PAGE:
Saturday, December 10, 2016
|Portions of Shoreline, Lake Forest Park, and Kenmore|
are in the Edmonds Bird Count circle
The National Audubon Society invites birdwatchers and people with backyard bird feeders to participate in the longest-running citizen science survey - the annual Audubon Christmas Bird Count (CBC). On Saturday, December 17, birders and nature enthusiasts will take part in this tradition, many rising before dawn to participate.
“This year Pilchuck Audubon is making a special effort to count birds visiting yard bird feeders,” says Rick Taylor, a volunteer with Pilchuck Audubon. “Recent research has highlighted the importance of suburban habitats and the surprising diversity of bird species that make use of our suburban yards and greenbelts.”
Birders of all ages are welcome to contribute to this fun, nationwide citizen science project, which provides ornithologists with a crucial snapshot of our native bird populations during the winter months.
To participate by counting birds in your yard and feeders, first confirm that you live within the Edmonds count circle, using this map. (Shown above) Click on the link and when the map is displayed, enter Edmonds in the search box in the upper-right-hand corner of the page. Then zoom in or out until you see the whole circle. Verify that your home is located within it.
Each year, the National Audubon Christmas Bird Count mobilizes over 72,000 volunteer bird counters in more than 2,500 locations across the Western Hemisphere. The Audubon Christmas Bird Count utilizes the power of volunteers to track the health of bird populations at a scale that scientists could never accomplish alone. Data compiled in South Snohomish and Northern King County area will record every individual bird and bird species seen in a specified area, contributing to a vast citizen science network that continues a tradition stretching back more than 100 years.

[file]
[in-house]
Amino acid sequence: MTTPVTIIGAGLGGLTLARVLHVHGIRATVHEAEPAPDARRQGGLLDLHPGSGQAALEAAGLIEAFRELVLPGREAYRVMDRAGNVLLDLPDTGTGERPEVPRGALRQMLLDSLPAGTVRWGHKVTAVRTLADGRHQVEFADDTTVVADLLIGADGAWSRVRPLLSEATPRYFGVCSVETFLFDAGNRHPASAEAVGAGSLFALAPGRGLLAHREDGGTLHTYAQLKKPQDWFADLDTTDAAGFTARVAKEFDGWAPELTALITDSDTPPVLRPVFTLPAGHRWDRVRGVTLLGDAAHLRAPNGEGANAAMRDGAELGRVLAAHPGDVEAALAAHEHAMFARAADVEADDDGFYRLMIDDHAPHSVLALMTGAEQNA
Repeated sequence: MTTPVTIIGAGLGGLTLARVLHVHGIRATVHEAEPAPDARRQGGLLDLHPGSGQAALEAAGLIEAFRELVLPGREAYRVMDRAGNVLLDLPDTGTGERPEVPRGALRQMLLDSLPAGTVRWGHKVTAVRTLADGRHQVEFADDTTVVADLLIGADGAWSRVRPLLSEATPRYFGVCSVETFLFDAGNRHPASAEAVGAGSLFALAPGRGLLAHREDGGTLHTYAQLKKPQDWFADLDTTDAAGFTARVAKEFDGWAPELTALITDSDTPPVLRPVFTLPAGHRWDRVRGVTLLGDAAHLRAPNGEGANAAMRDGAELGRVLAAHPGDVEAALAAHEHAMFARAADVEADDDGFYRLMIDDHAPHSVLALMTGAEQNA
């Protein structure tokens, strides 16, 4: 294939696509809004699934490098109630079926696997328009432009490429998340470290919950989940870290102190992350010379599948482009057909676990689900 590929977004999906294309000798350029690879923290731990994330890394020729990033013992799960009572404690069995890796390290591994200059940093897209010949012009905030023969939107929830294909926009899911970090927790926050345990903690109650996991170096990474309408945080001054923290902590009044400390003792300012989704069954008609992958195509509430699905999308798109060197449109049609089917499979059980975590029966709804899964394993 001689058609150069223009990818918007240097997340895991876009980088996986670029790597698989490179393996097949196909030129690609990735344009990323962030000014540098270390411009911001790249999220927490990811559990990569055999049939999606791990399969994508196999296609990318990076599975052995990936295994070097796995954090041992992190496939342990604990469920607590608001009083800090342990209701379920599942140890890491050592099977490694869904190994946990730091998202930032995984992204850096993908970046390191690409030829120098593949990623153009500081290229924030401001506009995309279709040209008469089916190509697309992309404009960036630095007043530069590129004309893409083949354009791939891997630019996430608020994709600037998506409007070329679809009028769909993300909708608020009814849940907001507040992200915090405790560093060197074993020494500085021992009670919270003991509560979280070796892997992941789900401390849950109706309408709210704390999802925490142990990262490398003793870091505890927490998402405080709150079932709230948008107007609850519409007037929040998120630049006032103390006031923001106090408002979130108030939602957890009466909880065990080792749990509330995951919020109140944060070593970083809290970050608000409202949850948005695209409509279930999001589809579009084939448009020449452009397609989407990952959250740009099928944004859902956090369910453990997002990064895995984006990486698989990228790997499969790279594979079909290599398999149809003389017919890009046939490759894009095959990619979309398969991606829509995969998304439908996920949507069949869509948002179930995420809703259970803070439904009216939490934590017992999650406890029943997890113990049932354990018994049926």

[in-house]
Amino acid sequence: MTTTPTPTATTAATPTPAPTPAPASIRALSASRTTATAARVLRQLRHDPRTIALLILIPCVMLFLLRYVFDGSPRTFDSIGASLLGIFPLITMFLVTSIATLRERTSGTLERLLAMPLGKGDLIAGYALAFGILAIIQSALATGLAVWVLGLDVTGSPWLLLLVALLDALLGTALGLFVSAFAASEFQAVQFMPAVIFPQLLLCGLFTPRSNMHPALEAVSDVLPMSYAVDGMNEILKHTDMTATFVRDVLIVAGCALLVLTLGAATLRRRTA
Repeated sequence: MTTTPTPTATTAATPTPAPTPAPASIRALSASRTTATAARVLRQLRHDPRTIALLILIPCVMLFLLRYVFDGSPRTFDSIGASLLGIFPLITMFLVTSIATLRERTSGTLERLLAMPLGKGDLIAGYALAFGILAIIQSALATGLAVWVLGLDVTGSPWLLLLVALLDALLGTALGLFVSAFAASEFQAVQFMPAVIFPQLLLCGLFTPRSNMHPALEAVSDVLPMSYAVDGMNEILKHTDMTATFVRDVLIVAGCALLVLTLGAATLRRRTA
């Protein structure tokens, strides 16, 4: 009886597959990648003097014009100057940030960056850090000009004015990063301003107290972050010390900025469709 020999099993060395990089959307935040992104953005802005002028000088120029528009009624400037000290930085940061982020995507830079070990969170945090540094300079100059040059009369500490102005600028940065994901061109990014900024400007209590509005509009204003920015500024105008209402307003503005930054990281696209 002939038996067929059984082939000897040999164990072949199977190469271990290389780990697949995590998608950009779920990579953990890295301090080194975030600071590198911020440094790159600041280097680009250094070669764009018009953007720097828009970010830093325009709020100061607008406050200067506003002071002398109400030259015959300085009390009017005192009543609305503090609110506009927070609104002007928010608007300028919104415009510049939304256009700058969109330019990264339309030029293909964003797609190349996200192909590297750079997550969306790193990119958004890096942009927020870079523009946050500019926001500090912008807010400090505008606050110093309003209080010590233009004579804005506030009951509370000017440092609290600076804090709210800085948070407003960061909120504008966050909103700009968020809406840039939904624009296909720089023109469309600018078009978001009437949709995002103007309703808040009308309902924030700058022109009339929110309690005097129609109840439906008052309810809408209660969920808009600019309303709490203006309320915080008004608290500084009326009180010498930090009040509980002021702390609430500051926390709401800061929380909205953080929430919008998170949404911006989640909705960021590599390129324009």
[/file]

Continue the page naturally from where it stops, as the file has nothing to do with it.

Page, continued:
To date over 200 peer-reviewed articles have resulted from analysis done with Christmas Bird Count data. Bird related citizen science efforts are also critical to understanding how birds are responding to a changing climate. This documentation is what enabled Audubon scientists to discover that 314 species of North American birds are threatened by global warming as reported in Audubon’s groundbreaking Birds and Climate Change Study. The tradition of counting birds combined with modern technology and mapping is enabling researchers to make discoveries that were not possible in earlier decades.
The Audubon Christmas Bird Count began in 1900 when Dr. Frank Chapman, founder of Bird‐Lore – which evolved into Audubon magazine – suggested an alternative to the holiday “side hunt,” in which teams competed to see who could shoot the most birds. This program brings out the best in people and they tend to stay involved for the long run. And so the tradition continues.
National Audubon Society saves birds and their habitats throughout the Americas using science, advocacy, education and on‐the‐ground conservation. Audubon's state programs, nature centers, chapters and partners have an unparalleled wingspan that reaches millions of people each year to inform, inspire and unite diverse communities in conservation action. Since 1905, Audubon's vision has been a world in which people and wildlife thrive. Audubon is a nonprofit conservation organization.